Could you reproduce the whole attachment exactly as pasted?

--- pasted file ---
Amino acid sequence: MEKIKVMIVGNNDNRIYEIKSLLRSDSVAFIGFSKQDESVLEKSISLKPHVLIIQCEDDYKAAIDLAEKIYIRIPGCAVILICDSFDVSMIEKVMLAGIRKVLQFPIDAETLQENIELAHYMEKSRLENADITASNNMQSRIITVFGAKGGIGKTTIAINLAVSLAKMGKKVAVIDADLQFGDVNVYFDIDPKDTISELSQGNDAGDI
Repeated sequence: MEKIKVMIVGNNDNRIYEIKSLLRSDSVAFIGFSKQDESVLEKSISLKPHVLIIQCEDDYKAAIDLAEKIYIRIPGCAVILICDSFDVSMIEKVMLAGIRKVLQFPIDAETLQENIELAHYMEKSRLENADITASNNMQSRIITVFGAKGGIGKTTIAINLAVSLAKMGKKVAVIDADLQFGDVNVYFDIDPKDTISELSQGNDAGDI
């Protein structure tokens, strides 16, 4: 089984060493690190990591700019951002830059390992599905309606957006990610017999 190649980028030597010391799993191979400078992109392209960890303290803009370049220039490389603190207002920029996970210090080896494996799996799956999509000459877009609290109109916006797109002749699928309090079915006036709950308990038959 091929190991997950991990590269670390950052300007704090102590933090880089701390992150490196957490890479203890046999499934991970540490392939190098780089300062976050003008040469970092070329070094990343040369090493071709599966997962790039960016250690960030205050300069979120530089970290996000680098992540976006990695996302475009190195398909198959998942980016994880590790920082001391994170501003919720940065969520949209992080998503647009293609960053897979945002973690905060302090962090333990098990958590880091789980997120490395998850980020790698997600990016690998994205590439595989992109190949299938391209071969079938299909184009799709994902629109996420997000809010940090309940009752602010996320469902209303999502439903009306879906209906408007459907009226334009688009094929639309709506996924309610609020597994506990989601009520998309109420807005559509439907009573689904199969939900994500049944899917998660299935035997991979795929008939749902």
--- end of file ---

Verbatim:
Amino acid sequence: MEKIKVMIVGNNDNRIYEIKSLLRSDSVAFIGFSKQDESVLEKSISLKPHVLIIQCEDDYKAAIDLAEKIYIRIPGCAVILICDSFDVSMIEKVMLAGIRKVLQFPIDAETLQENIELAHYMEKSRLENADITASNNMQSRIITVFGAKGGIGKTTIAINLAVSLAKMGKKVAVIDADLQFGDVNVYFDIDPKDTISELSQGNDAGDI
Repeated sequence: MEKIKVMIVGNNDNRIYEIKSLLRSDSVAFIGFSKQDESVLEKSISLKPHVLIIQCEDDYKAAIDLAEKIYIRIPGCAVILICDSFDVSMIEKVMLAGIRKVLQFPIDAETLQENIELAHYMEKSRLENADITASNNMQSRIITVFGAKGGIGKTTIAINLAVSLAKMGKKVAVIDADLQFGDVNVYFDIDPKDTISELSQGNDAGDI
């Protein structure tokens, strides 16, 4: 089984060493690190990591700019951002830059390992599905309606957006990610017999 190649980028030597010391799993191979400078992109392209960890303290803009370049220039490389603190207002920029996970210090080896494996799996799956999509000459877009609290109109916006797109002749699928309090079915006036709950308990038959 091929190991997950991990590269670390950052300007704090102590933090880089701390992150490196957490890479203890046999499934991970540490392939190098780089300062976050003008040469970092070329070094990343040369090493071709599966997962790039960016250690960030205050300069979120530089970290996000680098992540976006990695996302475009190195398909198959998942980016994880590790920082001391994170501003919720940065969520949209992080998503647009293609960053897979945002973690905060302090962090333990098990958590880091789980997120490395998850980020790698997600990016690998994205590439595989992109190949299938391209071969079938299909184009799709994902629109996420997000809010940090309940009752602010996320469902209303999502439903009306879906209906408007459907009226334009688009094929639309709506996924309610609020597994506990989601009520998309109420807005559509439907009573689904199969939900994500049944899917998660299935035997991979795929008939749902």